Review - Pop: The Drifters at the Olympia, Dublin
The Drifters have achieved musical immortality, both figuratively and literally. Figuratively because hits such as Under The Boardwalk and There Goes My First Love have become easy listening touchstones, songs everyone knows by heart even if they have never in their lives consciously sat down and listened to The Drifters.
The literal component is owed to the group's peculiar structure. More like a soccer club than a conventional band, every several years the group sheds a member or two and hires new blood. It's a revolving door which means that, though the music and the audience ages, The Drifters are forever young - as dapper and limber as the day the original incarnation emerged from the Philadelphia soul scene of the early 50s.
This has resulted in the slightly surreal sight of four men in their 30s performing syrup-glazed ballads stretching back almost to the birth of rock and roll, cheered on by a crowd of equally lengthy vintage. It's as if Mick Jagger was put out to pasture in the early 80s, his reptile-skin boots filled by a random member of Spandau Ballet (in turn eased out 15 years later to make room for Liam Gallagher).
Such an arrangement might encourage cynicism: with an ever shifting line-up does a group eventually become its own covers project? On the evidence of their Olympia performance the answer was assuredly in the negative. At the halfway point of their Irish tour, The Drifters were such a picture of old school charm, their singing so rigorously silky, it was hard to quibble with the band's modus.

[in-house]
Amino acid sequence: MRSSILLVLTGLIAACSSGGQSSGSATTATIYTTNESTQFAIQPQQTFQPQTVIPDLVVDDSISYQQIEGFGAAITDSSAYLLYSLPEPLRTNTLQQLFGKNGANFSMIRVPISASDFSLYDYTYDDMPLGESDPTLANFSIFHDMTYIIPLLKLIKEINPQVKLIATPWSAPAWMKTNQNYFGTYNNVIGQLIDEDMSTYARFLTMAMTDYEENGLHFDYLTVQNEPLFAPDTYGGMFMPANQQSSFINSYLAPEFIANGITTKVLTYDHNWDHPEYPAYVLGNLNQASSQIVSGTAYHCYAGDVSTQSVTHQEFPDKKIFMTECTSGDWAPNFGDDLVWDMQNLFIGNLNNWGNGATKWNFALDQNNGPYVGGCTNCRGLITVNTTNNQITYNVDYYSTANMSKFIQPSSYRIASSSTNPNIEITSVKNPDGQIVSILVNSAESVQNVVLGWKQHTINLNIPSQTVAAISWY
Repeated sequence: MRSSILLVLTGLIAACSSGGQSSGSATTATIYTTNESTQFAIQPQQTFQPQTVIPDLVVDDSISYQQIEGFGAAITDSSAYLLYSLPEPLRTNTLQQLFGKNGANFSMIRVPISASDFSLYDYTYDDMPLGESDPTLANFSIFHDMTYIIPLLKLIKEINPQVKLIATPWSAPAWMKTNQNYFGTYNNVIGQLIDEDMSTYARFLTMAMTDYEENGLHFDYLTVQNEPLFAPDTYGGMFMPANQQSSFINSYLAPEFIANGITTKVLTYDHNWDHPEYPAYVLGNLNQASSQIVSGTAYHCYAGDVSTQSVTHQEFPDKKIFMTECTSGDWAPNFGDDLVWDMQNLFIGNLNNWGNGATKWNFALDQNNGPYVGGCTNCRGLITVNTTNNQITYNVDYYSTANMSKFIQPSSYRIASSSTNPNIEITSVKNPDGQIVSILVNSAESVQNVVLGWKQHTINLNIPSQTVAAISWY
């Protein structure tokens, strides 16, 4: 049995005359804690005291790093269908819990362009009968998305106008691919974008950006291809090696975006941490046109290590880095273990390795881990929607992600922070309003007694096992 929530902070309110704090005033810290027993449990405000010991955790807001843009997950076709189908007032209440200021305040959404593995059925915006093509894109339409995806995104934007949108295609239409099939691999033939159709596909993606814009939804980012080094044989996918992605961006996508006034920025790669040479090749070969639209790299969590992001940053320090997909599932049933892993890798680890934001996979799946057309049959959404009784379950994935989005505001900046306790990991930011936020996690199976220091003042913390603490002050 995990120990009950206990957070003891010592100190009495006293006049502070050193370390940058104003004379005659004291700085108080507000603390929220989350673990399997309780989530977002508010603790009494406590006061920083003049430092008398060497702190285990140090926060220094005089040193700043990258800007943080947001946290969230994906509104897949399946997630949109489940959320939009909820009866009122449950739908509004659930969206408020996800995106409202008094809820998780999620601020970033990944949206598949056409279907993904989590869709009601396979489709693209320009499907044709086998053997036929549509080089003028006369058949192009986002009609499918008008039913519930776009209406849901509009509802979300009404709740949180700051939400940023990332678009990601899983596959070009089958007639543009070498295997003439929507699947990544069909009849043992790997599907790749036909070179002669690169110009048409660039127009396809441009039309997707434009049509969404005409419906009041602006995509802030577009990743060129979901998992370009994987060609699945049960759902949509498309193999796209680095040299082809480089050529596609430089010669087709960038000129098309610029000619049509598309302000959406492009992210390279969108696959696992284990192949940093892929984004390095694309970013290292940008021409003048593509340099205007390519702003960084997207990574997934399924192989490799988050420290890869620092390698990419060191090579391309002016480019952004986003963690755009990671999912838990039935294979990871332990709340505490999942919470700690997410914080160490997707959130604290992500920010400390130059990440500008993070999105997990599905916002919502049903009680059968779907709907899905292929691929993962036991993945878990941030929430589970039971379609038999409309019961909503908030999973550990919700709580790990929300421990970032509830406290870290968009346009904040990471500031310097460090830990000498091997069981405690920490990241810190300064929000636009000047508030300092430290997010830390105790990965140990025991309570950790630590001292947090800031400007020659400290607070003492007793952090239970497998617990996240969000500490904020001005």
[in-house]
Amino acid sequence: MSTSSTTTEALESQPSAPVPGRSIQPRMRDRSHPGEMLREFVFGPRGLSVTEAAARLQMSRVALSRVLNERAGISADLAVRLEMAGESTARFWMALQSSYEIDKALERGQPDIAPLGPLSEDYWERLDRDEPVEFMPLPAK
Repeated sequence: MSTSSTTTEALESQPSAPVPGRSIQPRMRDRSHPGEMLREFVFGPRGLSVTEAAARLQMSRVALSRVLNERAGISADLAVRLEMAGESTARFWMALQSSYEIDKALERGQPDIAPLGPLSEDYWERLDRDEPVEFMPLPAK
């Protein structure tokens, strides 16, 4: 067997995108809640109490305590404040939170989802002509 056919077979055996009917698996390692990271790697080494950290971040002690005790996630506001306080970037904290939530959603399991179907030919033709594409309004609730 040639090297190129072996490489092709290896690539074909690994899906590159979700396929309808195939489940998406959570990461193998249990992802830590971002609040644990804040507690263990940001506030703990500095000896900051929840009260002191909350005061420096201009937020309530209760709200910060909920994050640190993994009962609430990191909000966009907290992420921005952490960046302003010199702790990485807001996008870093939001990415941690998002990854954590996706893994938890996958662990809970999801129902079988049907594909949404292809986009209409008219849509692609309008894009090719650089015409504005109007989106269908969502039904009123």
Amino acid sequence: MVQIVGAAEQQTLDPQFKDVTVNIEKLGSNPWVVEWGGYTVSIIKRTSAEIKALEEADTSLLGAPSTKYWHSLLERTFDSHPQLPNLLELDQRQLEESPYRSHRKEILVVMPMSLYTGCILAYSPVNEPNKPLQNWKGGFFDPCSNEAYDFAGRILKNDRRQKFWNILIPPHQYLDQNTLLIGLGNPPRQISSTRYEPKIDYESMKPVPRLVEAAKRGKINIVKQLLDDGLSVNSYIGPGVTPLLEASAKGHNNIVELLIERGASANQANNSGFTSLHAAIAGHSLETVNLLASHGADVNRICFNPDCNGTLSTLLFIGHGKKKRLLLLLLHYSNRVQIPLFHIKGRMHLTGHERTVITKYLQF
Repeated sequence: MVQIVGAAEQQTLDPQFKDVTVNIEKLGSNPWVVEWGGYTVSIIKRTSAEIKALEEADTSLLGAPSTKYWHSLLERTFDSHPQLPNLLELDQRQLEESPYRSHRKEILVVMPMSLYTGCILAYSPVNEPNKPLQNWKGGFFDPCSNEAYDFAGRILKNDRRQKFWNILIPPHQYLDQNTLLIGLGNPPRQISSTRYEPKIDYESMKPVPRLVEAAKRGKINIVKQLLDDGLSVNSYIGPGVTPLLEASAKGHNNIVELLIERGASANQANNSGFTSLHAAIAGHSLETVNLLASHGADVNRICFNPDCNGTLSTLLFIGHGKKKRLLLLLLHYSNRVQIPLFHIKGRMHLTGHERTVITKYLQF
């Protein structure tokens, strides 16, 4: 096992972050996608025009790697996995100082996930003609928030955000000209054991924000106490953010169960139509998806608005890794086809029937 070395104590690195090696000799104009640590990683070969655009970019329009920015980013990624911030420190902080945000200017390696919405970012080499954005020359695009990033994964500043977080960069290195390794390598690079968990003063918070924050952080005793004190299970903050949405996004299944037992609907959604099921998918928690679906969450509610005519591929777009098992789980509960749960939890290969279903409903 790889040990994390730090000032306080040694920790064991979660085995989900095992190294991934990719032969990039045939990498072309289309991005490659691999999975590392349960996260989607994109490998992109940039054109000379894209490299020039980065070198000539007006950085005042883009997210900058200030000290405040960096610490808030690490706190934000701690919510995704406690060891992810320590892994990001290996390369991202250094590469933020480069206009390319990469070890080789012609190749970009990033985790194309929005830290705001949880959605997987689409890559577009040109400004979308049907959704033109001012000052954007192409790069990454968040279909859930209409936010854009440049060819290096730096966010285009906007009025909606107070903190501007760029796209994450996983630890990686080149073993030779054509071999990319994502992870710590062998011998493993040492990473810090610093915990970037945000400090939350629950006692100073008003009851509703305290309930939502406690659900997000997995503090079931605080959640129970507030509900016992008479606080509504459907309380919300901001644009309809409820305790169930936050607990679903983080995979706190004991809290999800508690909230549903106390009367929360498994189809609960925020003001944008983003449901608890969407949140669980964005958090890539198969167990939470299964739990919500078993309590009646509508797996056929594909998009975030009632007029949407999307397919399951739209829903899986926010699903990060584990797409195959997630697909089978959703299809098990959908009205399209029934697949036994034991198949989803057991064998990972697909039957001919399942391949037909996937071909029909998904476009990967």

Standing in a row the quartet suggested a classy sort of boy-band: they twirled and finger-clicked without ever pandering or leaning in too eagerly for the audience's affection. Vocally, they veered from lush to unapologetically full fat: on Come On Over To My Place, Michael Williams' falsetto was like sunshine pouring through thunderclouds; Sweets For My Sweet and a Spanish/English version of Toni Braxton's Unbreak My Heart showcased Ryan King's high notes and quivering emotion.
But there was a distraction in the form of a light show projecting pictures of Hollywood stars past and present. You can understand why The Drifters might wish to honour Sophia Loren or Burt Lancaster - their music dates from the same era as these actors' glory years. That, however, does not explain images of Scarlett Johansson and Megan Fox looming down - a bizarre touch that took you out of the moment. Still, the endless applause around the house suggested such quibbles were a minority concern: most in attendance were too busy being swept along by the music to worry about the misjudged visual accompaniment.